New York (CNN) -- A Manhattan grand jury is investigating the beating death of a man in New York's Union Square as a possible hate crime, New York Police Department Deputy Commissioner John McCarthy told CNN Tuesday.
Jeffrey Babbitt, 62, was pronounced dead Monday, five days after being beaten by a man who allegedly said, "I'm gonna punch out the first white guy I see," according to police commissioner Ray Kelly.
Witnesses said the suspect, identified by police as Martin Redrick, 40, struck Babbitt so hard that bystanders could hear the force of his head hitting the cement. Two other men were also assaulted in the September 4 attack as they tried to help Babbitt, police said.
Redrick, who police say uses several aliases, including Lashawn Marten, has been charged with three counts of assault -- one of them a felony. He made an appearance in court Tuesday and was appointed a new lawyer.
Attorney Michael Croce was not in court Tuesday and hasn't yet met his client. He told CNN Redrick has not had a psychiatric evaluation and has not been asked to undergo such an examination.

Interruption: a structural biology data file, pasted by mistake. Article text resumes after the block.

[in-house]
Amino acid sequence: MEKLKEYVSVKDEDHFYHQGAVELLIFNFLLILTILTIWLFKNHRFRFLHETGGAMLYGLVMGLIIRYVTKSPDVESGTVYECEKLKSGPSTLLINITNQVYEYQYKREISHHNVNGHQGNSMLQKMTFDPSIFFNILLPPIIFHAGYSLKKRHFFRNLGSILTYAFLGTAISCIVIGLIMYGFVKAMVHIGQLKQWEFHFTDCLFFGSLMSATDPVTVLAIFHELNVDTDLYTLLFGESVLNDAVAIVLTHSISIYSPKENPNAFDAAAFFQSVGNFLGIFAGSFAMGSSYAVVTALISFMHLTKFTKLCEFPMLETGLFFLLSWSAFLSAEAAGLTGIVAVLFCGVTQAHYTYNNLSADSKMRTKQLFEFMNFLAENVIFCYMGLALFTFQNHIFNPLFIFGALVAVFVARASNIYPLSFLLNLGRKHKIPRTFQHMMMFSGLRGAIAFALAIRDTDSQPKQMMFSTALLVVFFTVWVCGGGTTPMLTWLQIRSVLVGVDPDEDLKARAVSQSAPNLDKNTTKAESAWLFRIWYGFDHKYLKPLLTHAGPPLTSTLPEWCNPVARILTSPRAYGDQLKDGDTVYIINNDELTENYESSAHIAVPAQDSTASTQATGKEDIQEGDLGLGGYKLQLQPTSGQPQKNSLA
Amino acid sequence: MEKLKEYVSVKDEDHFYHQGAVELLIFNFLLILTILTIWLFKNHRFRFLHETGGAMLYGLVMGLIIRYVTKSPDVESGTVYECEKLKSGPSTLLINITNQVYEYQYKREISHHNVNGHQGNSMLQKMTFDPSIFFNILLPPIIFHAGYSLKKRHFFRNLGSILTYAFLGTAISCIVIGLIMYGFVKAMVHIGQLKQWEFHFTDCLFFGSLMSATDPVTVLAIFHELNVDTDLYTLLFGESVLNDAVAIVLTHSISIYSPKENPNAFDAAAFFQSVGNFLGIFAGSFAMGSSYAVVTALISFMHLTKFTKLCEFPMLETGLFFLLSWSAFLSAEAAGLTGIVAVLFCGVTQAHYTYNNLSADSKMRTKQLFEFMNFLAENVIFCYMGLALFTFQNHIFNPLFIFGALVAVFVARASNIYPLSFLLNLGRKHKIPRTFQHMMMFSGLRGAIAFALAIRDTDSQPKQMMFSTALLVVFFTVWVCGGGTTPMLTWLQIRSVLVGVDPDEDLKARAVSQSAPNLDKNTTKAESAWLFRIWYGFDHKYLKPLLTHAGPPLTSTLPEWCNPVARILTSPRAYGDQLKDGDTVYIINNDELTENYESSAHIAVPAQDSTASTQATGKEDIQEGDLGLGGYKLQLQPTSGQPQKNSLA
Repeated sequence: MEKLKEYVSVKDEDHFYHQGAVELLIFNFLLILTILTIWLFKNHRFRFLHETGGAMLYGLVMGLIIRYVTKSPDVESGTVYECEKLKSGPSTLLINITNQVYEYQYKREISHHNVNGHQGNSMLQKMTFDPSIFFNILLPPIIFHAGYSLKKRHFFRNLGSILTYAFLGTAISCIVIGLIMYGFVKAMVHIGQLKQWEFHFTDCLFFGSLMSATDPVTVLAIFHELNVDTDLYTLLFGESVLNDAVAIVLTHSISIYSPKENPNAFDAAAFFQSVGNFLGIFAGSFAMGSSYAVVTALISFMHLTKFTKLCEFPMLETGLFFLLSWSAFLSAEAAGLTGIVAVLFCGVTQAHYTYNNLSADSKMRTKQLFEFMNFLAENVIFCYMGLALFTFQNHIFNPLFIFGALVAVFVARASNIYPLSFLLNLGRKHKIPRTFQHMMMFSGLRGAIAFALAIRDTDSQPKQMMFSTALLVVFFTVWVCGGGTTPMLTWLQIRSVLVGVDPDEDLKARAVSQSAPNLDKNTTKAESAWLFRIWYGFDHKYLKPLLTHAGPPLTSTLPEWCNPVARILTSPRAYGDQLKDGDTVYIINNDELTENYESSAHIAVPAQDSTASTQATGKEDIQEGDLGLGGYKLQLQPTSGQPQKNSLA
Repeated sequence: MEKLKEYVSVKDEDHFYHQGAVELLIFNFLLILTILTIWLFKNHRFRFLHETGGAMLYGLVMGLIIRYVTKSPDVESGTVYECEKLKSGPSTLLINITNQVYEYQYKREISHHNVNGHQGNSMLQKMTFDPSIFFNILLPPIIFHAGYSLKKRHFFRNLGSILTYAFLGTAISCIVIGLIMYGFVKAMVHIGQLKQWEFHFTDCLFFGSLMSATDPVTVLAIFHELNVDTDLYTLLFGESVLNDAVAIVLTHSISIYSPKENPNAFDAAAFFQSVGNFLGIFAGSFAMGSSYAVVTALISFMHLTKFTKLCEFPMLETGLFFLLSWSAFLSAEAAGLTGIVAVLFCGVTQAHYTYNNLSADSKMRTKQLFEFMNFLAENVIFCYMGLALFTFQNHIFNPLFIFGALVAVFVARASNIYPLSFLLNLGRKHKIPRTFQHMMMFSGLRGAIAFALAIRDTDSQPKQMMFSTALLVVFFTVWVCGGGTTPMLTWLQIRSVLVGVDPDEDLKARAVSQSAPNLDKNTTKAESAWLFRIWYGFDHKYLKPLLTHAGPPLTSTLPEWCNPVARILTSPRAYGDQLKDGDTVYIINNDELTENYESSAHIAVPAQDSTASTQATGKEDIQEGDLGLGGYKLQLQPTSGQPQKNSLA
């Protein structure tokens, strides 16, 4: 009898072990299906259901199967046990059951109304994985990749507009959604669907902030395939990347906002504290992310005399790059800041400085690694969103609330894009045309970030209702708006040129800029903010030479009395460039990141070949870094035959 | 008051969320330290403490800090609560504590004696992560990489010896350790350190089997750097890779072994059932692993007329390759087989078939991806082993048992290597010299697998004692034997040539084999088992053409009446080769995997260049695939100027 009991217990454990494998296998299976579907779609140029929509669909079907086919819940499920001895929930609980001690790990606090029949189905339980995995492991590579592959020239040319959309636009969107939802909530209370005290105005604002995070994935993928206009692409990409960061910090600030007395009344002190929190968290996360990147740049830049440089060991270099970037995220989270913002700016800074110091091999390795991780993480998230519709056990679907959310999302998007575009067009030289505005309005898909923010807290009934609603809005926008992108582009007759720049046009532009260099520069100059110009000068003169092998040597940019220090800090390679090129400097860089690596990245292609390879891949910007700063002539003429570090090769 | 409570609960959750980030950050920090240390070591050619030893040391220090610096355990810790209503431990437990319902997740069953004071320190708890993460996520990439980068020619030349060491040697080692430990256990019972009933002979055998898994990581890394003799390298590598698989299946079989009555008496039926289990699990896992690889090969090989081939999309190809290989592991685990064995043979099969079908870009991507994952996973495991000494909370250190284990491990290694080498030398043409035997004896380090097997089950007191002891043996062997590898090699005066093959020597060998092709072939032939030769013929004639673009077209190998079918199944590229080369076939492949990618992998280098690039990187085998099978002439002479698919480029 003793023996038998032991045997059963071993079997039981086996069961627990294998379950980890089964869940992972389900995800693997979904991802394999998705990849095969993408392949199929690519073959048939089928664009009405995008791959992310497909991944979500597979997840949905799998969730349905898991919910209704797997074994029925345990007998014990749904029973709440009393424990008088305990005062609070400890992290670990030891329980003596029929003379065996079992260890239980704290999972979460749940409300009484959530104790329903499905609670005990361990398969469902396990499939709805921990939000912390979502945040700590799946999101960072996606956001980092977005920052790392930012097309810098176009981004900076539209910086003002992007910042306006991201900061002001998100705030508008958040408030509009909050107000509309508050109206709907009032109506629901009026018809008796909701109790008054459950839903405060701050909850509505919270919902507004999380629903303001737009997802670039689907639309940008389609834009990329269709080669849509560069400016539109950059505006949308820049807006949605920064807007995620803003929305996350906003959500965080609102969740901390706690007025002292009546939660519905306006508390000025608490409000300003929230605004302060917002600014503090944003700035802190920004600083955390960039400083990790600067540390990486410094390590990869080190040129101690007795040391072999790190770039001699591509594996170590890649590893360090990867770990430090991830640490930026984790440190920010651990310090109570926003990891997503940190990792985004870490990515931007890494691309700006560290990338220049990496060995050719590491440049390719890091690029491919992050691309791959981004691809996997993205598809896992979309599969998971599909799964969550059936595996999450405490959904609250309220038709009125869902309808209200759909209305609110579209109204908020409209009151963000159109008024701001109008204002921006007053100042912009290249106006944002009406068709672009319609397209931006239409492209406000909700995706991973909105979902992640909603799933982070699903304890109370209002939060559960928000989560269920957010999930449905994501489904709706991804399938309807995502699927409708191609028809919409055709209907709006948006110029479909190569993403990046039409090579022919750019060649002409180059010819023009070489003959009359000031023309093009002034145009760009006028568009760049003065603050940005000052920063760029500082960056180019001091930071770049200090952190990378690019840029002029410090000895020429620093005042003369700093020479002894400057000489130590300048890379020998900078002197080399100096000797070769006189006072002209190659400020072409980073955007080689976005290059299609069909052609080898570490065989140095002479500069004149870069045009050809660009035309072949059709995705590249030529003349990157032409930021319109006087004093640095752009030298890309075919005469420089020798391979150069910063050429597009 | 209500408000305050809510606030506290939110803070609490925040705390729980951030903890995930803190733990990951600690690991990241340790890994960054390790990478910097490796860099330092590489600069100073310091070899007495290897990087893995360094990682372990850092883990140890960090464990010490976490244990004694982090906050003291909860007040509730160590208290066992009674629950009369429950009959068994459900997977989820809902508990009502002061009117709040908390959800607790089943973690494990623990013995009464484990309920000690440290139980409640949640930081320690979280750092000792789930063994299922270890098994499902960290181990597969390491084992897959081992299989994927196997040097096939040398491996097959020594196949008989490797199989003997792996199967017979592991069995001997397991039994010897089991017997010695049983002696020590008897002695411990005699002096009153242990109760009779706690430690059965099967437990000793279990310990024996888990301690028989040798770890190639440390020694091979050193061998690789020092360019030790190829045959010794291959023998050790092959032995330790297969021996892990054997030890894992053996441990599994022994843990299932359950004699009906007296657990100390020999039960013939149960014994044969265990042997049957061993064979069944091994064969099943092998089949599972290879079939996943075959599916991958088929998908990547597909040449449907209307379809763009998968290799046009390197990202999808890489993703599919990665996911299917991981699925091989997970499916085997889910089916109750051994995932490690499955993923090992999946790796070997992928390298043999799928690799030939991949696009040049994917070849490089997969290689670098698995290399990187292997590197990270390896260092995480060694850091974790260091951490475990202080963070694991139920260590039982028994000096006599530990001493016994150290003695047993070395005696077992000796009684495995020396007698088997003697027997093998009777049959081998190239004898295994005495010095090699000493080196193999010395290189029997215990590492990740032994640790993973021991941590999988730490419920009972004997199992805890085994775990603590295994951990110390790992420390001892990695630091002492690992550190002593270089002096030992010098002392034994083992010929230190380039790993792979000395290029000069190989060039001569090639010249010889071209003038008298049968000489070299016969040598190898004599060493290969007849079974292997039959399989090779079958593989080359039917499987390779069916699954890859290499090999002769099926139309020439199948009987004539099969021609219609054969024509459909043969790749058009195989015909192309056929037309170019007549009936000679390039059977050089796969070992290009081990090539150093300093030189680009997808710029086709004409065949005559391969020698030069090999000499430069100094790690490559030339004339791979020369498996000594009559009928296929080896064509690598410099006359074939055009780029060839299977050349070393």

"I'm not aware of any reason why he should receive one, but I've not ruled anything out," Croce said.
No additional charges were filed, but the grand jury is considering evidence being gathered by the NYPD's hate crimes task force and may decide to upgrade the charge to a hate crime, which could include manslaughter.
"The murder or manslaughter charge is a charge that requires far more on the part of the prosecution to prove his intent to inflict that type of injury," Redrick's attorney said. "They must show intent to cause serious injury.... It needs to be explored more as to whether they have enough evidence to prove intent to kill based on one punch."
Redrick was paroled from state prison in 2001 after a 1998 attempted assault conviction for throwing a glass bottle that hit someone in the head, according New York's Department of Corrections spokeswoman Linda Foglia.
Redrick has been arrested and charged with aggravated harassment, assault, trespass and drug possession, a law enforcement source told CNN, but the outcomes of those cases were unclear.
Robert Pizzimenti, a neighbor of Babbitt's, described the man as "a lovable guy."
"He was the kind of guy who always was doing favors for people. If you needed a ride to an appointment, you could call Jeff and he'd say, 'Yeah, I'll take you,'" Pizzimenti said.
Neighbors say Babbitt also cared for his 94-year-old mother, Lucille, who refused to leave her son's bedside in the hospital.
"I called her on the phone, I said, 'Lu, come home.' She said 'I'm not leaving my son,'" Pizzimenti said.
CNN's Allie Malloy, Sho Wills and Erinn Cawthon contributed to this report.